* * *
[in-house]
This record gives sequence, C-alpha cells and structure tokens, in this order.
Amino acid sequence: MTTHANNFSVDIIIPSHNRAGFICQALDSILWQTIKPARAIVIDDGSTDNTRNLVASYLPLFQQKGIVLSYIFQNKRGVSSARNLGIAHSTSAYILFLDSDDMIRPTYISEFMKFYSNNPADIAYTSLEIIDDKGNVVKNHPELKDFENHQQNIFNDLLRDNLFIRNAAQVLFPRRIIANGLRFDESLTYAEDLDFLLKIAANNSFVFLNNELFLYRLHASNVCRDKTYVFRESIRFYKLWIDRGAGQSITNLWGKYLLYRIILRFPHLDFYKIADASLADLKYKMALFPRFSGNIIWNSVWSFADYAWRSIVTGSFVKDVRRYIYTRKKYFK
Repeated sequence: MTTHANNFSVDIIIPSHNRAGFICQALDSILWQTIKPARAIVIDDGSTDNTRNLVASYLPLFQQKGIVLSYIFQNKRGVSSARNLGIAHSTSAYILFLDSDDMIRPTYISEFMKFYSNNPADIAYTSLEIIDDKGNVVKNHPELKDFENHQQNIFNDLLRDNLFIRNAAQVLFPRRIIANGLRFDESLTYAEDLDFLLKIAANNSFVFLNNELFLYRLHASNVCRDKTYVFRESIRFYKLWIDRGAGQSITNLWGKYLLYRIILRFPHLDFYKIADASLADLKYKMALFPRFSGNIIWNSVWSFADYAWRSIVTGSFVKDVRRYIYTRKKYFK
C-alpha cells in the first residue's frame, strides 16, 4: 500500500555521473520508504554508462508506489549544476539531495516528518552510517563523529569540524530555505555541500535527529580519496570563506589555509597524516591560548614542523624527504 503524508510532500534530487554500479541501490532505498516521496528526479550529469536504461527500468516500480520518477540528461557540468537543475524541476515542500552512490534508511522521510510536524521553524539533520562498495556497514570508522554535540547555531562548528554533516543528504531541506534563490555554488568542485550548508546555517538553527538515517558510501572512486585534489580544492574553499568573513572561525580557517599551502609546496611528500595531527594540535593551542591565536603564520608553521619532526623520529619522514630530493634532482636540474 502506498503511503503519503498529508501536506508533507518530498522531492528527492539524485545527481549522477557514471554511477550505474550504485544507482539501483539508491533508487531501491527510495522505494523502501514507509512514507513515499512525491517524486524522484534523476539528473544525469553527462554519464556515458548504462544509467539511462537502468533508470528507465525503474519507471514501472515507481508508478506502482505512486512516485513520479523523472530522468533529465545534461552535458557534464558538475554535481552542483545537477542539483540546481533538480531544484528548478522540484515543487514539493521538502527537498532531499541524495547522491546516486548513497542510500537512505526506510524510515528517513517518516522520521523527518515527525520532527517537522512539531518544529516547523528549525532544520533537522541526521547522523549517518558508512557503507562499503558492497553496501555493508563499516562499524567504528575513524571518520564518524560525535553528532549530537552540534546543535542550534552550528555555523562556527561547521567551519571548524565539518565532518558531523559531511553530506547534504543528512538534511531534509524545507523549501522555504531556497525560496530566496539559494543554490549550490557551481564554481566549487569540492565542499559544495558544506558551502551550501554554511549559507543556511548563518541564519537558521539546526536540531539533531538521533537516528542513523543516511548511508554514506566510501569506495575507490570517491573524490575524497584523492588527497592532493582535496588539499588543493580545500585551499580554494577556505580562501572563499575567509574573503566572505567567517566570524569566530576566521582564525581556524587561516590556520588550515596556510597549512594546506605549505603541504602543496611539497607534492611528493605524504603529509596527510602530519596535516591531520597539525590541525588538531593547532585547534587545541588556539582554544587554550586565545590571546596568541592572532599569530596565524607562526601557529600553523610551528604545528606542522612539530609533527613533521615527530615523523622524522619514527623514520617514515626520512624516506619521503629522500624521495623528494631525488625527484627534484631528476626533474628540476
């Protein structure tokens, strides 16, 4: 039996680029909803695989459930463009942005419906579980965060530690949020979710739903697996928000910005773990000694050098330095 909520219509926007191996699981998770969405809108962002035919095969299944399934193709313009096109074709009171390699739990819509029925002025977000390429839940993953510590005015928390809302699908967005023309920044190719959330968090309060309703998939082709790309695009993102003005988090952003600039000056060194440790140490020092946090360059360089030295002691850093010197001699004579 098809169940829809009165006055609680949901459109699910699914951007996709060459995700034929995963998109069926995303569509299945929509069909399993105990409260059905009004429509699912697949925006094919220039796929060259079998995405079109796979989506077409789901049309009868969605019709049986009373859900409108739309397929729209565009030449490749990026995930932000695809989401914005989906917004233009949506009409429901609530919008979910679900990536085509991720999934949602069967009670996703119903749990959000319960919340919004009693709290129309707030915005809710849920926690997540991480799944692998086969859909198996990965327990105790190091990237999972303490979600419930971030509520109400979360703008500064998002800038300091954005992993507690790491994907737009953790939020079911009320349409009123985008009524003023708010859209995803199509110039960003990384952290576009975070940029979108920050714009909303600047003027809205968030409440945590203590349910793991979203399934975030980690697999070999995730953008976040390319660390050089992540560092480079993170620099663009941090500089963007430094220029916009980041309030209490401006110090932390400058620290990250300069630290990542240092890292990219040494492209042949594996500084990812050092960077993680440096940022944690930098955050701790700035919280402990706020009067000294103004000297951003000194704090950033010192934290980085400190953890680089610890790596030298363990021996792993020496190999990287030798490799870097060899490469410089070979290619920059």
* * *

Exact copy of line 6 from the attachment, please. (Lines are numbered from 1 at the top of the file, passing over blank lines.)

């Protein structure tokens, strides 16, 4: 039996680029909803695989459930463009942005419906579980965060530690949020979710739903697996928000910005773990000694050098330095 909520219509926007191996699981998770969405809108962002035919095969299944399934193709313009096109074709009171390699739990819509029925002025977000390429839940993953510590005015928390809302699908967005023309920044190719959330968090309060309703998939082709790309695009993102003005988090952003600039000056060194440790140490020092946090360059360089030295002691850093010197001699004579 098809169940829809009165006055609680949901459109699910699914951007996709060459995700034929995963998109069926995303569509299945929509069909399993105990409260059905009004429509699912697949925006094919220039796929060259079998995405079109796979989506077409789901049309009868969605019709049986009373859900409108739309397929729209565009030449490749990026995930932000695809989401914005989906917004233009949506009409429901609530919008979910679900990536085509991720999934949602069967009670996703119903749990959000319960919340919004009693709290129309707030915005809710849920926690997540991480799944692998086969859909198996990965327990105790190091990237999972303490979600419930971030509520109400979360703008500064998002800038300091954005992993507690790491994907737009953790939020079911009320349409009123985008009524003023708010859209995803199509110039960003990384952290576009975070940029979108920050714009909303600047003027809205968030409440945590203590349910793991979203399934975030980690697999070999995730953008976040390319660390050089992540560092480079993170620099663009941090500089963007430094220029916009980041309030209490401006110090932390400058620290990250300069630290990542240092890292990219040494492209042949594996500084990812050092960077993680440096940022944690930098955050701790700035919280402990706020009067000294103004000297951003000194704090950033010192934290980085400190953890680089610890790596030298363990021996792993020496190999990287030798490799870097060899490469410089070979290619920059």